Make sure you fill in your checklist writing down how you felt during the time.

By the end of the week the feeling of getting ready for meditation should feel very familiar and you maybe raring to go.

Week 3: Begin to meditate

If you made it to this point, congratulations! Now we can start the fun part!

As you’ve already practiced allocating time in your location with your anchors, things should feel fairly natural.

I suggest not using your digital device as a timer, instead use a digital watch or clock to countdown the time. This provides another layer of behavioural anchoring to the habit.

Try not to experience frustration

Try not to get get frustrated or agitated if your mind wonders. It’s important to recognise before you begin, it will take time for your mind to become gently aware and disciplined.

Remember, your mind has been a wonderer far longer than it’s been a meditator.

Try not to judge or get upset just bring your attention back. The most important thing is to recognise when your mind wonders and gently bring it back.

You will naturally have days when meditation is much easier than others. That’s ok. If you feel like skipping a day that’s ok. Instead, just follow the instructions from week 2 so you sit in your anchor position without stressing about not meditating.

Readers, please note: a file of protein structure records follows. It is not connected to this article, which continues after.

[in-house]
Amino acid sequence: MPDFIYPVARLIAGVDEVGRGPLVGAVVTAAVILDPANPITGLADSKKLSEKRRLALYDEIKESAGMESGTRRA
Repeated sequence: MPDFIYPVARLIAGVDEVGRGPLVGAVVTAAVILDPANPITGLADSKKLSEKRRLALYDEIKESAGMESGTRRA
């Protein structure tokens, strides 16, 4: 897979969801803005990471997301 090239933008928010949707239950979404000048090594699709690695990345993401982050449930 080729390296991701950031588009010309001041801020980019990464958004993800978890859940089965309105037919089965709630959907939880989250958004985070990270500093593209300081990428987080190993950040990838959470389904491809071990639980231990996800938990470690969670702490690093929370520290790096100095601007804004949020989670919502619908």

In the beginning, you may only be able to meditate for a few seconds. That’s ok. Just focus on what you can do, don’t worry about what you can’t. Just appreciate you managed to do something and say thank you.

Make sure to follow your checklist and record how you felt during the session. 

And that’s it! Make sure for the next 30 days you follow your checklist, use your anchors and don’t worry if you don’t feel like meditating just make sure you sit with your ‘anchors’.

Wishing you well on your path to health,


Inder Singh Virdi BA (Hons) mBANT

I'm a nutritional therapist specialising in brain health and chronic fatigue syndrome. My goal is to help people achieve their dreams through optimised brain health and helping alleviate ‘invisible issues’ that people with chronic health issues often face.


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[…] To find out the details of how to put this into practice and develop a meditation routine check out my three week plan. […]

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[…] To find out the details of how to put this into practice and develop a meditation routine check out my three week plan. […]